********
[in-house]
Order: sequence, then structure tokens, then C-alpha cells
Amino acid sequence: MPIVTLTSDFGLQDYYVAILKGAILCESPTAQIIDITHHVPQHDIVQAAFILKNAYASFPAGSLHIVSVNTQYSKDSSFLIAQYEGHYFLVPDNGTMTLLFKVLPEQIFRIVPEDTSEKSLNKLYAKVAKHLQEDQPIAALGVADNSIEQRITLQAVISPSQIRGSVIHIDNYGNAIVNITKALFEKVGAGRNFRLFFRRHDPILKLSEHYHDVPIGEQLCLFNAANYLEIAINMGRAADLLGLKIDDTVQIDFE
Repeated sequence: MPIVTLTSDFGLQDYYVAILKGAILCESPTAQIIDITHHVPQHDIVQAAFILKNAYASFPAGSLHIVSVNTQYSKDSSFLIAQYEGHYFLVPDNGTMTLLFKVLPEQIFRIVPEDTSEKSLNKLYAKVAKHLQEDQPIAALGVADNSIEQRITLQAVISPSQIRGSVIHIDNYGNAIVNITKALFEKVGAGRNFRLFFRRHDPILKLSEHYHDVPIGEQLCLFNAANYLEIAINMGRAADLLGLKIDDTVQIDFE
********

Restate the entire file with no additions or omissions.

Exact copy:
[in-house]
Order: sequence, then structure tokens, then C-alpha cells
Amino acid sequence: MPIVTLTSDFGLQDYYVAILKGAILCESPTAQIIDITHHVPQHDIVQAAFILKNAYASFPAGSLHIVSVNTQYSKDSSFLIAQYEGHYFLVPDNGTMTLLFKVLPEQIFRIVPEDTSEKSLNKLYAKVAKHLQEDQPIAALGVADNSIEQRITLQAVISPSQIRGSVIHIDNYGNAIVNITKALFEKVGAGRNFRLFFRRHDPILKLSEHYHDVPIGEQLCLFNAANYLEIAINMGRAADLLGLKIDDTVQIDFE
Repeated sequence: MPIVTLTSDFGLQDYYVAILKGAILCESPTAQIIDITHHVPQHDIVQAAFILKNAYASFPAGSLHIVSVNTQYSKDSSFLIAQYEGHYFLVPDNGTMTLLFKVLPEQIFRIVPEDTSEKSLNKLYAKVAKHLQEDQPIAALGVADNSIEQRITLQAVISPSQIRGSVIHIDNYGNAIVNITKALFEKVGAGRNFRLFFRRHDPILKLSEHYHDVPIGEQLCLFNAANYLEIAINMGRAADLLGLKIDDTVQIDFE